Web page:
Rietbroek, Roelof: Retrieval of sea level and surface loading variations from geodetic observations and model simulations : an integrated approach. - Bonn, 2015. - , . In: Schriftenreihe / Institut für Geodäsie und Geoinformation, 46.
Online-Ausgabe in bonndoc: http://hdl.handle.net/20.500.11811/1631
@phdthesis{handle:20.500.11811/1631,
author = {{Roelof Rietbroek}},
title = {Retrieval of sea level and surface loading variations from geodetic observations and model simulations : an integrated approach},
school = {},
year = 2015,
series = {Schriftenreihe / Institut für Geodäsie und Geoinformation},
volume = 46,
note = {The mass distribution in the system Earth changes dynamically over time. Time-variable mass transport mainly arises from the interplay between the terrestrial hydrological water cycle, the ocean and atmosphere, and the Earth’s cryosphere. To understand the dynamics of the system Earth and its climate, it is of paramount importance to establish and maintain an accurate observational basis of these surface processes, against which models and theories can be tested. A variety of observational techniques are used today. The time-variable gravity is measured from space by the Gravity Recovery and Climate Experiment (GRACE), Earth deformation processes are monitored by a permanent global network of GPS stations, and sea surface changes are detected by a family of satellite altimeters. The underlying motivation of this work is that the combination of the different observation types allows the mitigation of some of the technique-specific limitations. In the framework of this dissertation, several types of geodetic observations have been combined in a least-squares sense to estimate present-day changes of surface mass storage in the Earth system, using dynamically consistent surface loading theory. Two types of inversion schemes have been designed and implemented. In the first scheme, time variable gravity from GRACE, deformations of a permanent GPS station network, and simulated ocean bottom pressure changes from an ocean model, are used to estimate weekly surface loading changes covering the entire globe. In the second inversion scheme, (inter-)annual changes of the Earth’s cryosphere, ocean and terrestrial water cycle, are parameterized by a predefined set of standing waves, whose time variations are estimated by combining GRACE gravimetry with satellite altimetry from Jason-1 and Jason-2.},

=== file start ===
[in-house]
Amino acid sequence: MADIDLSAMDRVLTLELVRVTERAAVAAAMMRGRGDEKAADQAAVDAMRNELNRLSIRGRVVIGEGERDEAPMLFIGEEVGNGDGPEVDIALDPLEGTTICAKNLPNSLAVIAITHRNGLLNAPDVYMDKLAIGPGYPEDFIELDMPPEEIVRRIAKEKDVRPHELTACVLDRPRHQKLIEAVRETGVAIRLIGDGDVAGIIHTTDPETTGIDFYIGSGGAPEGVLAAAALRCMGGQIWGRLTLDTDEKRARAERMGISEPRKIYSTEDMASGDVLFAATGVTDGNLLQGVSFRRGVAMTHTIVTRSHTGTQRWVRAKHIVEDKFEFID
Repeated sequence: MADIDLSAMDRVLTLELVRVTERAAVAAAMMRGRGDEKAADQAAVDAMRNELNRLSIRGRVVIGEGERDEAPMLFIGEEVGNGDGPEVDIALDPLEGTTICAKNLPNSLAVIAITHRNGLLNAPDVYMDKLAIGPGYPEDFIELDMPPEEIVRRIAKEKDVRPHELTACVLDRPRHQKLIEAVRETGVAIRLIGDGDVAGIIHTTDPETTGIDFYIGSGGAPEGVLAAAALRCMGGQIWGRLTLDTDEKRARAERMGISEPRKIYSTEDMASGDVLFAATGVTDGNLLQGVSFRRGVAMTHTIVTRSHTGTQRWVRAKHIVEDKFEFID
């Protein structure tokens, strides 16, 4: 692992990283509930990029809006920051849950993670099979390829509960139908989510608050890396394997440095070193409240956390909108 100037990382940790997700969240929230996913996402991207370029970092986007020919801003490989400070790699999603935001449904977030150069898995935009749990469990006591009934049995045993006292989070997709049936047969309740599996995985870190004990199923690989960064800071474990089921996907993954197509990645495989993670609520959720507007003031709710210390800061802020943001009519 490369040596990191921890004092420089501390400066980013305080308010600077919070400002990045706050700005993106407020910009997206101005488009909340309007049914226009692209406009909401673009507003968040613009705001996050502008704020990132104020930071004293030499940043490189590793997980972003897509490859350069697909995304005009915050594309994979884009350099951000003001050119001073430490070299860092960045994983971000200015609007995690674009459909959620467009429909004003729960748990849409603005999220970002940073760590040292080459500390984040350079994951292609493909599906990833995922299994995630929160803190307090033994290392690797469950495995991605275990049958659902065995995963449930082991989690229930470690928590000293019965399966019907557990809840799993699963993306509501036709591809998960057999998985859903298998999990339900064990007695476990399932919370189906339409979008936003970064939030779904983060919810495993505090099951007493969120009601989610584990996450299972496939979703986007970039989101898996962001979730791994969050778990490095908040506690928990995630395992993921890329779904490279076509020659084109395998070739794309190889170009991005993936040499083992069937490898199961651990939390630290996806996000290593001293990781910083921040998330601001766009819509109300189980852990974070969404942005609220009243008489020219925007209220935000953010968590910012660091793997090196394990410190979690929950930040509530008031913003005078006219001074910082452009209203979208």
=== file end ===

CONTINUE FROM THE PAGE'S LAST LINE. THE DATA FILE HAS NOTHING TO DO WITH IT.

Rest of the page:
url = {http://hdl.handle.net/20.500.11811/1631}
}

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